Length 
104 pages 

Date published 
September 2007 

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Adaptive Clinical Trials: Innovations in Trial Design, Management, and Analysis: Overview

 

Cover ImageAdaptive Clinical Trials: Innovations in Trial Design, Management, and Analysis

By Hermann A.M. Mucke, PhD 

 

 


 

The pharma industry is gradually coming to realize that the classically structured clinical trial does not offer enough flexibility to make use of continuously emerging knowledge that is generated as the trial progresses. This report is a comprehensive assessment of the benefits, challenges, and accumulated industry experience with regard to adaptive clinical trials. It includes:

  • A critique of the structural, conceptual, and ethical issues inherent in the traditional clinical trial.
  • An in-depth review, based on actual case studies (e.g., Napo, Genaera, Pfizer, Lilly, Millennium, and various academic institutions) of the use of adaptive and Bayesian approaches in Phases I, II, and III
  • An assessment of various hybrid and seamless designs in which the line between trial stages is blurred
  • Evolving regulatory positions of FDA, EMEA, and ICH on adaptive designs; industry response and initiatives 
  • A review of specialized software vendors (e.g., Cytel, Tourtellotte, Pharsight, CTriSoft) and their applications that have emerged to support adaptive designs. 
  • A CHI Insight Pharma survey of the views and experiences of individuals involved with adaptive designs
  • Three future scenarios for the integration of adaptive designs in clinical trials by 2015: (1) United States Leads the Way, (2) Globally Integrated Midphase Revamping, and (3) the Late Phoenix Scenario
  • Roundtable interviews with senior executives in industry and consulting who bring decades of combined experience in adaptive and Bayesian clinical trial designs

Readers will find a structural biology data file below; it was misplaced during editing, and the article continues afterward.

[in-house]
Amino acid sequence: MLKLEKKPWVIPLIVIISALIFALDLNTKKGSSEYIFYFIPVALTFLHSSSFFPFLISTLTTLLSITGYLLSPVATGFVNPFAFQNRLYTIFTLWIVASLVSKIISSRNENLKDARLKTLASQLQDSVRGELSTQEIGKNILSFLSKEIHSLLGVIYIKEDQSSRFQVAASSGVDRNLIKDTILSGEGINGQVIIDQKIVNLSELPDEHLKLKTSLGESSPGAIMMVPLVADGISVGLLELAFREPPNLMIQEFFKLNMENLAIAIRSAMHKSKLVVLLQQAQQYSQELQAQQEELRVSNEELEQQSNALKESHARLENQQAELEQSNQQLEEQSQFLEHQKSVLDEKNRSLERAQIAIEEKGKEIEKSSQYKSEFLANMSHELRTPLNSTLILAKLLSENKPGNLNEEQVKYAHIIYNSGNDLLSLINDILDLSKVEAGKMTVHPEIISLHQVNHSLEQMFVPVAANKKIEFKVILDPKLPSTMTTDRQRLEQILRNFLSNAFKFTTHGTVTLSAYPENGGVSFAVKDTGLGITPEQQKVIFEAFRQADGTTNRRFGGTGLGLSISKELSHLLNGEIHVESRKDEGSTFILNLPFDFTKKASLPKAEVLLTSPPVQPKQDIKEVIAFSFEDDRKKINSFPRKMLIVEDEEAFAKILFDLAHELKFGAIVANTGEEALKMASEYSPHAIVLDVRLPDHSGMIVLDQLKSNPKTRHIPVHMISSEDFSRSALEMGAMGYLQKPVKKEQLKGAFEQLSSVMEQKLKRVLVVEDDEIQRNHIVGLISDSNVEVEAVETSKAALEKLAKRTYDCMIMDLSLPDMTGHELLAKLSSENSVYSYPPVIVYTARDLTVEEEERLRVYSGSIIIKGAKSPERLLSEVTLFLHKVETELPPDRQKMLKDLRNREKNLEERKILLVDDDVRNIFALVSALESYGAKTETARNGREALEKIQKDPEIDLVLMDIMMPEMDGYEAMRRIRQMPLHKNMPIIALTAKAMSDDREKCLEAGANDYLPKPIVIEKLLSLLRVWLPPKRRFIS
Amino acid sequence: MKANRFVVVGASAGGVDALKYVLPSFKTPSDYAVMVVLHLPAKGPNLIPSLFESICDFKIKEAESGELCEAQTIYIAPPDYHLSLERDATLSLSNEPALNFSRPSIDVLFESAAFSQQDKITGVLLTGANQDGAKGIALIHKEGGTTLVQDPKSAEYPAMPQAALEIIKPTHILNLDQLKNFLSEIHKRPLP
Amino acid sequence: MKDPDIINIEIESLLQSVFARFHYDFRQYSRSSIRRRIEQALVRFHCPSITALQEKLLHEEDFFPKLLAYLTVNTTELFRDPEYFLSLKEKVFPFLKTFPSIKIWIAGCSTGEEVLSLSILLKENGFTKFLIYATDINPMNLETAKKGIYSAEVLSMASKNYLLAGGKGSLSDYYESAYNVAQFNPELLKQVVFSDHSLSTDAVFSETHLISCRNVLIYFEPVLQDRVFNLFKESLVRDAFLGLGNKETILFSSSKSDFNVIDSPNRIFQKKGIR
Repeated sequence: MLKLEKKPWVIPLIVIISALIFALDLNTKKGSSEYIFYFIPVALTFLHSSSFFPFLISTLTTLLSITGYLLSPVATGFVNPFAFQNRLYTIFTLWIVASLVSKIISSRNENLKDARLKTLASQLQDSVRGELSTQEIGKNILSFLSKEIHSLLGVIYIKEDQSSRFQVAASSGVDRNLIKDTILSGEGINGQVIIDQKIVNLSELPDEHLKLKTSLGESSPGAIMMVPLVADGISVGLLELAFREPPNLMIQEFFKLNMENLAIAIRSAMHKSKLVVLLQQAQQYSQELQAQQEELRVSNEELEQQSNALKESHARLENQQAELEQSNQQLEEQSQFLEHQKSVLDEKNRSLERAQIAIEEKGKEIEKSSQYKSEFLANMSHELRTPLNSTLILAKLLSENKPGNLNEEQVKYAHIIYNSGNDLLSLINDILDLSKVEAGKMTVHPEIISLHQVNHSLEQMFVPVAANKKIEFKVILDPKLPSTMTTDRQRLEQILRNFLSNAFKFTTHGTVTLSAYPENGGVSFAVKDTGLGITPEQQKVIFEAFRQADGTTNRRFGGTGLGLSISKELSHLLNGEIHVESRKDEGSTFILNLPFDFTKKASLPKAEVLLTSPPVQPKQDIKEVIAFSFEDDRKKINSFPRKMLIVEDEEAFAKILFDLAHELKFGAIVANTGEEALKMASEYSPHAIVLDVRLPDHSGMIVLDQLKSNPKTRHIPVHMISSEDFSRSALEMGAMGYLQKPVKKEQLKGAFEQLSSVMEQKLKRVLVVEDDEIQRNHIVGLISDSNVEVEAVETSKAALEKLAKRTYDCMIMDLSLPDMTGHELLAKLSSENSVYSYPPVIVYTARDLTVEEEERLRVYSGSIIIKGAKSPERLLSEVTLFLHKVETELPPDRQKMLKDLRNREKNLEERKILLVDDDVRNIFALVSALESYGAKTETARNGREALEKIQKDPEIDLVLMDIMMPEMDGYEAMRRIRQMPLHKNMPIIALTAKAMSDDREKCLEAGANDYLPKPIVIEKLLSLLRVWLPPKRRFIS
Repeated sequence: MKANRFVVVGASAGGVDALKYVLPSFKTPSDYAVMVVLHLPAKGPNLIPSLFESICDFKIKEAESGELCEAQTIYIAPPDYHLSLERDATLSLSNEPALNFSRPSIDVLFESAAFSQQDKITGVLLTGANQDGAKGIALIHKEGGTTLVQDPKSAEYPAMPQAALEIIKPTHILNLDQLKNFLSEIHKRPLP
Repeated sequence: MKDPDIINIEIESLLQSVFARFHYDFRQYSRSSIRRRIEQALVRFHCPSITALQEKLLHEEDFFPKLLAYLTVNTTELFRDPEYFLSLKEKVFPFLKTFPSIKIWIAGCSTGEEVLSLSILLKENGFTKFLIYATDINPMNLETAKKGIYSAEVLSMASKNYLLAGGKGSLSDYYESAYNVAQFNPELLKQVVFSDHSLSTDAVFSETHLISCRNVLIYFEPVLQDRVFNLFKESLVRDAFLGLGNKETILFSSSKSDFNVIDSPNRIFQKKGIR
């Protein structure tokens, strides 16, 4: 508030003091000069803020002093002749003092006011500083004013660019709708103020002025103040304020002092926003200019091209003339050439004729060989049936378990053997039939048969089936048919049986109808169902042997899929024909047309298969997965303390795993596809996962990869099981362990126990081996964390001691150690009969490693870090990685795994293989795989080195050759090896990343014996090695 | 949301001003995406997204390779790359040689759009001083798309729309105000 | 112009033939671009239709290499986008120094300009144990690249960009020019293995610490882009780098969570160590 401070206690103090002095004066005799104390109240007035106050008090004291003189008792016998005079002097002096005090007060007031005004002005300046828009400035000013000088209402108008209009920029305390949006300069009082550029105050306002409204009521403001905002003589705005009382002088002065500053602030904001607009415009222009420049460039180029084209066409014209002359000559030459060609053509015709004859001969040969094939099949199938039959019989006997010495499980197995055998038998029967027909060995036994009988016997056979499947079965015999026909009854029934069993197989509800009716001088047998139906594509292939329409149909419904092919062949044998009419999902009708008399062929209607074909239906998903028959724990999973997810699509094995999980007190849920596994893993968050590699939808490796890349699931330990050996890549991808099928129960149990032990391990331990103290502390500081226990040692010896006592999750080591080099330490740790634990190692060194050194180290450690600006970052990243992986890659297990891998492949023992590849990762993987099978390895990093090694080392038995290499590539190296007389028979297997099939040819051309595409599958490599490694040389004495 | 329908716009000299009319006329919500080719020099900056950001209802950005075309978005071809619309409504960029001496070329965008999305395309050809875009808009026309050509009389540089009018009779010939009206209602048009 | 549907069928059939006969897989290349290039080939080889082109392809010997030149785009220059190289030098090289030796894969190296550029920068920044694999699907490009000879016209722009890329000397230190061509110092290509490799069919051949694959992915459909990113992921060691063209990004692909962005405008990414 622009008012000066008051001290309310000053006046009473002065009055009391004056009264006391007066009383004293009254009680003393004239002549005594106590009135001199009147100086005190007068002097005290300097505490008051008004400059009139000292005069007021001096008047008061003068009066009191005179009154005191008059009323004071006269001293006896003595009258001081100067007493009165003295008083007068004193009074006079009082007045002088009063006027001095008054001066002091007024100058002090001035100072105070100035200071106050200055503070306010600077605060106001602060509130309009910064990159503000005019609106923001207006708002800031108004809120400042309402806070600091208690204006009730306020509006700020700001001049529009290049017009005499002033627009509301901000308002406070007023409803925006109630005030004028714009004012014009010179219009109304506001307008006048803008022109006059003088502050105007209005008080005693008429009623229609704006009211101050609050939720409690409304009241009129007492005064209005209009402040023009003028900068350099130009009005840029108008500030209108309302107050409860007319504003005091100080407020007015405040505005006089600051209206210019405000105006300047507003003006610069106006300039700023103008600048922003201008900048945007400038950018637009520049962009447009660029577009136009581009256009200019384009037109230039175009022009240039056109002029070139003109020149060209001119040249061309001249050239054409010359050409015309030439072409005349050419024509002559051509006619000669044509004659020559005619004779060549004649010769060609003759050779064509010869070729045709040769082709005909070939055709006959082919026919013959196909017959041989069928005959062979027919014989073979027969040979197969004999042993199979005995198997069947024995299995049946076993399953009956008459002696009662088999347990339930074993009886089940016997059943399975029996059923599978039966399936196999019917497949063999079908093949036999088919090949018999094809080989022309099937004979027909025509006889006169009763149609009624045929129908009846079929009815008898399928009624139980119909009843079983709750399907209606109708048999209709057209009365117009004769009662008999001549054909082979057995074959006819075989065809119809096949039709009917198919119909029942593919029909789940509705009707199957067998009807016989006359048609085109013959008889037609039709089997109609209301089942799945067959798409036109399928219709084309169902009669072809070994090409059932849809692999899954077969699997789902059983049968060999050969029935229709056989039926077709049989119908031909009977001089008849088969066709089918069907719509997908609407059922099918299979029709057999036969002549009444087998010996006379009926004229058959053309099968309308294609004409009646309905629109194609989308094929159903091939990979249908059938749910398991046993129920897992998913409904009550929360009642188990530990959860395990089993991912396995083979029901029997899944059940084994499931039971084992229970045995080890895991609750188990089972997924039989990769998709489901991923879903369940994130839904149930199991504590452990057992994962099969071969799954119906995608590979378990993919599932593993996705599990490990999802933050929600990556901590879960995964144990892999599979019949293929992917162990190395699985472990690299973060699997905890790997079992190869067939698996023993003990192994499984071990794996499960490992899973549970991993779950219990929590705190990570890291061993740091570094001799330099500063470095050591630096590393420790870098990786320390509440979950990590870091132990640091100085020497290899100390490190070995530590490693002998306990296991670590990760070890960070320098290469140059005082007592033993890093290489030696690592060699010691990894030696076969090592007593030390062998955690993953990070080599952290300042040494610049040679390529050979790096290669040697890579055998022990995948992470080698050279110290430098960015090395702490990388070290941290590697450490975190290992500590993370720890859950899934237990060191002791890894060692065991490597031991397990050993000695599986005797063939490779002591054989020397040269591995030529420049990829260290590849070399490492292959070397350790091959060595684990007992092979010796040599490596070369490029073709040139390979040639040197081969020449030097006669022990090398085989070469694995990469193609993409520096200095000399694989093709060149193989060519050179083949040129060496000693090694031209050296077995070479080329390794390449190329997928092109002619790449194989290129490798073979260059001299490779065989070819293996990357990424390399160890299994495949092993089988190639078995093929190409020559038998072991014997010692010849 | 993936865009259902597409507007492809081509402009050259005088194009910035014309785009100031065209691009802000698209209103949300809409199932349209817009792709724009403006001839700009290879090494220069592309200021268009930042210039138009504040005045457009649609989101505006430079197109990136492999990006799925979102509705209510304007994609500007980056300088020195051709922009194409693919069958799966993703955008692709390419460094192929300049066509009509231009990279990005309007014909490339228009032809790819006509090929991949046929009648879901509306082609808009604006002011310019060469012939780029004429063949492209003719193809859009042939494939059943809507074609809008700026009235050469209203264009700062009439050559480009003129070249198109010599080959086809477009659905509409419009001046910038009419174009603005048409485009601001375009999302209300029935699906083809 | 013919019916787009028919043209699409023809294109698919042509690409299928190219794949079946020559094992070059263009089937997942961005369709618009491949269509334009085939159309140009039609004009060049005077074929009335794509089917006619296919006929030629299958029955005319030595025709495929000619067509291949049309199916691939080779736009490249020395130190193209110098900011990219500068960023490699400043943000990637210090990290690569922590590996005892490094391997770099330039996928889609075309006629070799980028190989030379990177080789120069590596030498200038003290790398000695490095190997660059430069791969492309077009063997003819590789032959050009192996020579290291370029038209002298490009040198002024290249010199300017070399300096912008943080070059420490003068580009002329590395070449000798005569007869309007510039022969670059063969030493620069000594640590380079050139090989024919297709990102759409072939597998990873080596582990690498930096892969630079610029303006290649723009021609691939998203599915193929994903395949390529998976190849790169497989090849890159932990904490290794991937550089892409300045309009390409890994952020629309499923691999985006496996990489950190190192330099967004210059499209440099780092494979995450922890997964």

Unacceptable levels of attrition in the clinical stage of development are driving profound changes in the architecture, design, and analysis of clinical trials. The majority of respondents to our survey said that reduction in patient numbers, less exposure to study drug, and drops in overall trial duration were key points in favor of adaptive designs; however, a majority also had specific concerns with adaptive trials―concerns that involved methodological, logistical, and regulatory uncertainties:

Methodological: Will adaptive and/or “seamless” designs lead the sponsor to erroneous conclusions if used in Phase II and (in particular) in pivotal trials?

Logistical: Can such trials be fully kept under control without major organizational change/expansion and/or increased dependency on outside statistical and monitoring advice?

Regulatory: Will regulatory authorities (FDA, EMEA) accept adaptive designs and—more importantly—will they accept the trial sponsor’s interpretation of the results of such trials?

Describe Your Experience with Flexible or Adaptive Trial Designs

Overview Image 

Adaptive Clinical Trials: Innovations in Trial Design, Management, and Analysis examines the key challenges involved in adaptive trials, such as:

  • Staff training requirements
  • EDC to enable near-real-time capture, validation, and analysis of trial-emergent data
  • Working with Data Monitoring Committees (DMC)
  • Ways in which adaptive modifications ― e.g., dropping and replacing a dosage arm ― can have ripple effects on a project’s critical path
  • The challenges of prognosis, analysis and interpretation
 

Adaptive trials are emerging as a solution to lengthening development timelines, runaway costs, and overall lack of predictivity in the drug development process. Drug companies, regulators, and academic investigators have shown a willingness to explore adaptive and Bayesian options as part of a general revamping of the drug development process. We predict that increasing guidance and endorsement from regulatory bodies will lead the industry to fully embrace adaptive trials by 2015.

About the Author:

Hermann A.M. Mucke, PhD, spent 17 years in academia and industry before he founded H.M. Pharma Consultancy (www.hmpharmacon.com) in 2000 to become an independent pharmaceutical consultant, analyst, and science author. His last industry position was Vice President R&D in a European pharmaceutical company, which he helped to take public on the Frankfurt Stock Exchange in 1999. Since then, Dr. Mucke, who holds a PhD in biochemistry from the University of Vienna (Austria), became a consultant and advisory board member for several European and American pharmaceutical companies and a regular reviewer of drugs and patents for Thomson Current Drugs and Ashley Publications. Dr. Mucke is based in Vienna.